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Trump's 'Muslim Ban' Took Effect 4 Years Ago. Now That It's Rescinded, What's Next?

Protesters hold signs during a demonstration at LAX on January 29, 2017, against the immigration ban that was imposed by President Donald Trump. (Justin Sullivan/Getty Images)
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Four years ago today, chaos erupted at LAX and at airports around the country the day after former President Trump signed an executive order temporarily banning citizens of seven Muslim-majority countries from entering the United States.

Travelers with valid visas were detained. Many were turned around in transit. Families camped out for long hours in the Tom Bradley International Terminal, anxiously awaiting news of loved ones who'd been detained as they landed. Protests erupted outside and inside the terminal. Volunteer lawyers set up tables to provide a makeshift legal clinic.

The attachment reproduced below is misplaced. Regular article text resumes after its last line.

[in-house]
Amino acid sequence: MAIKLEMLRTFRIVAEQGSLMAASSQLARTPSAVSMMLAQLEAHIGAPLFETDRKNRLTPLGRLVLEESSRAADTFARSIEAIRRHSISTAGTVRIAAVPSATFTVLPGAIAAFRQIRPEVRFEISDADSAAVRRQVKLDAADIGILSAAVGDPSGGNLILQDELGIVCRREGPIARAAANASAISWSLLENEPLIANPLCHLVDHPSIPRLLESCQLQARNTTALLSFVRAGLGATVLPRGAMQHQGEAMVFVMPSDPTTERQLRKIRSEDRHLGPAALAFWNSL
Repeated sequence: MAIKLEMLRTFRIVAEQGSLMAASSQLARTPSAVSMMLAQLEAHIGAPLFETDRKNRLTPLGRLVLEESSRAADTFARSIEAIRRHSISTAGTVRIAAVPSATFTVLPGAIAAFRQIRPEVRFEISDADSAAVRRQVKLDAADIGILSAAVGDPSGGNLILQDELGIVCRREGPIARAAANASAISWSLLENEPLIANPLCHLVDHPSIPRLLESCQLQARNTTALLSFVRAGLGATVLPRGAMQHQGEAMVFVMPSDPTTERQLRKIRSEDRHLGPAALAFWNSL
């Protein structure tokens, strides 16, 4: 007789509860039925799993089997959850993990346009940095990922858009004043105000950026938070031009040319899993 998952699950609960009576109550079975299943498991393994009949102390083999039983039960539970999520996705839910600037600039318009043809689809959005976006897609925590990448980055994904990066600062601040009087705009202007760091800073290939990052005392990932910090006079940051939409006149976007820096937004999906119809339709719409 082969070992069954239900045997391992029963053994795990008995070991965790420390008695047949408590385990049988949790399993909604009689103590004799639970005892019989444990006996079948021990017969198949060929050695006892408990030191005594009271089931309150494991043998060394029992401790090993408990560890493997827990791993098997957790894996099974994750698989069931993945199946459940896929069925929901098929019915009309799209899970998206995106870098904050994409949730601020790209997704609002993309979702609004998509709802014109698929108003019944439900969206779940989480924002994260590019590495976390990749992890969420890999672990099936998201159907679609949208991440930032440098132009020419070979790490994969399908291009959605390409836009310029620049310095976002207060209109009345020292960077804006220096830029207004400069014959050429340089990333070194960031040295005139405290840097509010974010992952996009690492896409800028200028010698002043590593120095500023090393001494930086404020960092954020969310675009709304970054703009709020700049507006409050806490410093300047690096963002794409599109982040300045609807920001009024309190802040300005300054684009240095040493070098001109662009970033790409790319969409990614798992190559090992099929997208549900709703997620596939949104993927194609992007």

The "Muslim ban," as it became known, stalled the plans of countless people who had waited years to enter the U.S. lawfully as immigrants, or on temporary visas. The initial ban was blocked in court, but it was soon followed by another. And while parts of it were modified, along with the list of countries, it was eventually upheld by the Supreme Court.

President Joe Biden rescinded the ban last week with a new executive order his first day in office.

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What happens next? Our newsroom's local news and culture show, Take Two, which airs on 89.3 KPCC, tackled that question this week. Host A Martinez spoke with immigrant rights attorney Talia Inlender of the pro bono firm Public Counsel, who was at LAX that first day.



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